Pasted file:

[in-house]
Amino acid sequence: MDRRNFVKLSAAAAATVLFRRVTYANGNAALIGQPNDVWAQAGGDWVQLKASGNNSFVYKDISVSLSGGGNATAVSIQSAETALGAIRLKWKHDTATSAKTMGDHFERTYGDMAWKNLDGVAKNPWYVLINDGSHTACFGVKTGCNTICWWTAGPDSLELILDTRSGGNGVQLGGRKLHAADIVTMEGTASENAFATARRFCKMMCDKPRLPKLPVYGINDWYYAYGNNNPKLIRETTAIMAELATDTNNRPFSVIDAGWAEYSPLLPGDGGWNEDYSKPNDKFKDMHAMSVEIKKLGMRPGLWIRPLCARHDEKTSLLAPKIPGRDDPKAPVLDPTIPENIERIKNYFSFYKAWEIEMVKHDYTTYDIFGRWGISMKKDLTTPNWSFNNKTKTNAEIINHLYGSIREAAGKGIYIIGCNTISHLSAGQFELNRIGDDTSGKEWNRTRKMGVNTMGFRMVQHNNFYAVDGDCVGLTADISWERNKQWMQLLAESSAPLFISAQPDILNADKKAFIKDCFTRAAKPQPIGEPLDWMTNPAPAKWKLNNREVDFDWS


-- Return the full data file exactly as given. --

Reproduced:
[in-house]
Amino acid sequence: MDRRNFVKLSAAAAATVLFRRVTYANGNAALIGQPNDVWAQAGGDWVQLKASGNNSFVYKDISVSLSGGGNATAVSIQSAETALGAIRLKWKHDTATSAKTMGDHFERTYGDMAWKNLDGVAKNPWYVLINDGSHTACFGVKTGCNTICWWTAGPDSLELILDTRSGGNGVQLGGRKLHAADIVTMEGTASENAFATARRFCKMMCDKPRLPKLPVYGINDWYYAYGNNNPKLIRETTAIMAELATDTNNRPFSVIDAGWAEYSPLLPGDGGWNEDYSKPNDKFKDMHAMSVEIKKLGMRPGLWIRPLCARHDEKTSLLAPKIPGRDDPKAPVLDPTIPENIERIKNYFSFYKAWEIEMVKHDYTTYDIFGRWGISMKKDLTTPNWSFNNKTKTNAEIINHLYGSIREAAGKGIYIIGCNTISHLSAGQFELNRIGDDTSGKEWNRTRKMGVNTMGFRMVQHNNFYAVDGDCVGLTADISWERNKQWMQLLAESSAPLFISAQPDILNADKKAFIKDCFTRAAKPQPIGEPLDWMTNPAPAKWKLNNREVDFDWS